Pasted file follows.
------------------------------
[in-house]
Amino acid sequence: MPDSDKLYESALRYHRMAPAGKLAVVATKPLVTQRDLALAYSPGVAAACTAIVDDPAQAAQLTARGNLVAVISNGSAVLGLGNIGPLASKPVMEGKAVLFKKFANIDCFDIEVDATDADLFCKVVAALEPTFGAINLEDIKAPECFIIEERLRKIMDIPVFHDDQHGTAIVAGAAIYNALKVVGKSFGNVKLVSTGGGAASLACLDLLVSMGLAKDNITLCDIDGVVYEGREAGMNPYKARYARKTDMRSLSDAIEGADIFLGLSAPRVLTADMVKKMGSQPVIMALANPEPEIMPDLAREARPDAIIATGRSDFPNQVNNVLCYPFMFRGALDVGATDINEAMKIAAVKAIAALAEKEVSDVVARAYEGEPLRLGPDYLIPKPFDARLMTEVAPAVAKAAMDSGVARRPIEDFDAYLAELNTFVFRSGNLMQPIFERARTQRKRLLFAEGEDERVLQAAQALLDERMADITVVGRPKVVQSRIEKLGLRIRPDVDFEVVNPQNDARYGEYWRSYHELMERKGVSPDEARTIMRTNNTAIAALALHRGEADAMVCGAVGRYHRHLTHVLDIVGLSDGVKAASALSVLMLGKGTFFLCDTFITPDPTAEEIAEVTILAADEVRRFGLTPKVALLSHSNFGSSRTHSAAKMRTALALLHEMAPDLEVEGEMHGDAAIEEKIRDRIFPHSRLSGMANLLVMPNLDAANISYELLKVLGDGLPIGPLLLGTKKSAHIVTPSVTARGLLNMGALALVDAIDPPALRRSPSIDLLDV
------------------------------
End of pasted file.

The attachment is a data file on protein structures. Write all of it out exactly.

[in-house]
Amino acid sequence: MPDSDKLYESALRYHRMAPAGKLAVVATKPLVTQRDLALAYSPGVAAACTAIVDDPAQAAQLTARGNLVAVISNGSAVLGLGNIGPLASKPVMEGKAVLFKKFANIDCFDIEVDATDADLFCKVVAALEPTFGAINLEDIKAPECFIIEERLRKIMDIPVFHDDQHGTAIVAGAAIYNALKVVGKSFGNVKLVSTGGGAASLACLDLLVSMGLAKDNITLCDIDGVVYEGREAGMNPYKARYARKTDMRSLSDAIEGADIFLGLSAPRVLTADMVKKMGSQPVIMALANPEPEIMPDLAREARPDAIIATGRSDFPNQVNNVLCYPFMFRGALDVGATDINEAMKIAAVKAIAALAEKEVSDVVARAYEGEPLRLGPDYLIPKPFDARLMTEVAPAVAKAAMDSGVARRPIEDFDAYLAELNTFVFRSGNLMQPIFERARTQRKRLLFAEGEDERVLQAAQALLDERMADITVVGRPKVVQSRIEKLGLRIRPDVDFEVVNPQNDARYGEYWRSYHELMERKGVSPDEARTIMRTNNTAIAALALHRGEADAMVCGAVGRYHRHLTHVLDIVGLSDGVKAASALSVLMLGKGTFFLCDTFITPDPTAEEIAEVTILAADEVRRFGLTPKVALLSHSNFGSSRTHSAAKMRTALALLHEMAPDLEVEGEMHGDAAIEEKIRDRIFPHSRLSGMANLLVMPNLDAANISYELLKVLGDGLPIGPLLLGTKKSAHIVTPSVTARGLLNMGALALVDAIDPPALRRSPSIDLLDV